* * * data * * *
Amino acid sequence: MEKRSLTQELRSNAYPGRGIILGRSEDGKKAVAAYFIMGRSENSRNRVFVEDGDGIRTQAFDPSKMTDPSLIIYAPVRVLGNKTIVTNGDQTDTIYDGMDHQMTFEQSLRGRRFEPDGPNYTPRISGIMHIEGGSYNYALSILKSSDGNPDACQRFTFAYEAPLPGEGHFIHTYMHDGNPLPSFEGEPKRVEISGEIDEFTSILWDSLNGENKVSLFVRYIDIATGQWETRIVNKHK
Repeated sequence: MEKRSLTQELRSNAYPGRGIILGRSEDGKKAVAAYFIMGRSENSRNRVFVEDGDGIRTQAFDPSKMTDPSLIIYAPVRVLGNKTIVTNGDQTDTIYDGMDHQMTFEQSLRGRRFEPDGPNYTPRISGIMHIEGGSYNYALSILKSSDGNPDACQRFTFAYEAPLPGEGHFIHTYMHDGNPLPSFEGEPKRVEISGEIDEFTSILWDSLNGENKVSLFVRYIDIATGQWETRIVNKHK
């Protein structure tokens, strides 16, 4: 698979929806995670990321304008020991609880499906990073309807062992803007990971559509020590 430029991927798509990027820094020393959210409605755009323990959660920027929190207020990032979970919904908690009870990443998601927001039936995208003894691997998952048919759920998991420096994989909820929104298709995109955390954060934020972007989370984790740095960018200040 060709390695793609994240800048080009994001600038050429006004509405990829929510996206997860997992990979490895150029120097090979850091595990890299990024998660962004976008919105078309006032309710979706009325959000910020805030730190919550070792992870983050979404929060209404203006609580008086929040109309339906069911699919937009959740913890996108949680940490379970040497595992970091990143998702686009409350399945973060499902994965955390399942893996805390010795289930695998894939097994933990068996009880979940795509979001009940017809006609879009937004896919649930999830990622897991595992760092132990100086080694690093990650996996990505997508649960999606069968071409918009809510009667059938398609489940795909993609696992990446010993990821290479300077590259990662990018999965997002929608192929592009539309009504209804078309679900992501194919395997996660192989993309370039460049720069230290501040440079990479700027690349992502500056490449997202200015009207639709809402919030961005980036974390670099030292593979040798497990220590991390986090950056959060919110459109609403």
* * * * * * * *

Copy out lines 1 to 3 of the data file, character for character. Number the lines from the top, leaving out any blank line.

Amino acid sequence: MEKRSLTQELRSNAYPGRGIILGRSEDGKKAVAAYFIMGRSENSRNRVFVEDGDGIRTQAFDPSKMTDPSLIIYAPVRVLGNKTIVTNGDQTDTIYDGMDHQMTFEQSLRGRRFEPDGPNYTPRISGIMHIEGGSYNYALSILKSSDGNPDACQRFTFAYEAPLPGEGHFIHTYMHDGNPLPSFEGEPKRVEISGEIDEFTSILWDSLNGENKVSLFVRYIDIATGQWETRIVNKHK
Repeated sequence: MEKRSLTQELRSNAYPGRGIILGRSEDGKKAVAAYFIMGRSENSRNRVFVEDGDGIRTQAFDPSKMTDPSLIIYAPVRVLGNKTIVTNGDQTDTIYDGMDHQMTFEQSLRGRRFEPDGPNYTPRISGIMHIEGGSYNYALSILKSSDGNPDACQRFTFAYEAPLPGEGHFIHTYMHDGNPLPSFEGEPKRVEISGEIDEFTSILWDSLNGENKVSLFVRYIDIATGQWETRIVNKHK
């Protein structure tokens, strides 16, 4: 698979929806995670990321304008020991609880499906990073309807062992803007990971559509020590 430029991927798509990027820094020393959210409605755009323990959660920027929190207020990032979970919904908690009870990443998601927001039936995208003894691997998952048919759920998991420096994989909820929104298709995109955390954060934020972007989370984790740095960018200040 060709390695793609994240800048080009994001600038050429006004509405990829929510996206997860997992990979490895150029120097090979850091595990890299990024998660962004976008919105078309006032309710979706009325959000910020805030730190919550070792992870983050979404929060209404203006609580008086929040109309339906069911699919937009959740913890996108949680940490379970040497595992970091990143998702686009409350399945973060499902994965955390399942893996805390010795289930695998894939097994933990068996009880979940795509979001009940017809006609879009937004896919649930999830990622897991595992760092132990100086080694690093990650996996990505997508649960999606069968071409918009809510009667059938398609489940795909993609696992990446010993990821290479300077590259990662990018999965997002929608192929592009539309009504209804078309679900992501194919395997996660192989993309370039460049720069230290501040440079990479700027690349992502500056490449997202200015009207639709809402919030961005980036974390670099030292593979040798497990220590991390986090950056959060919110459109609403």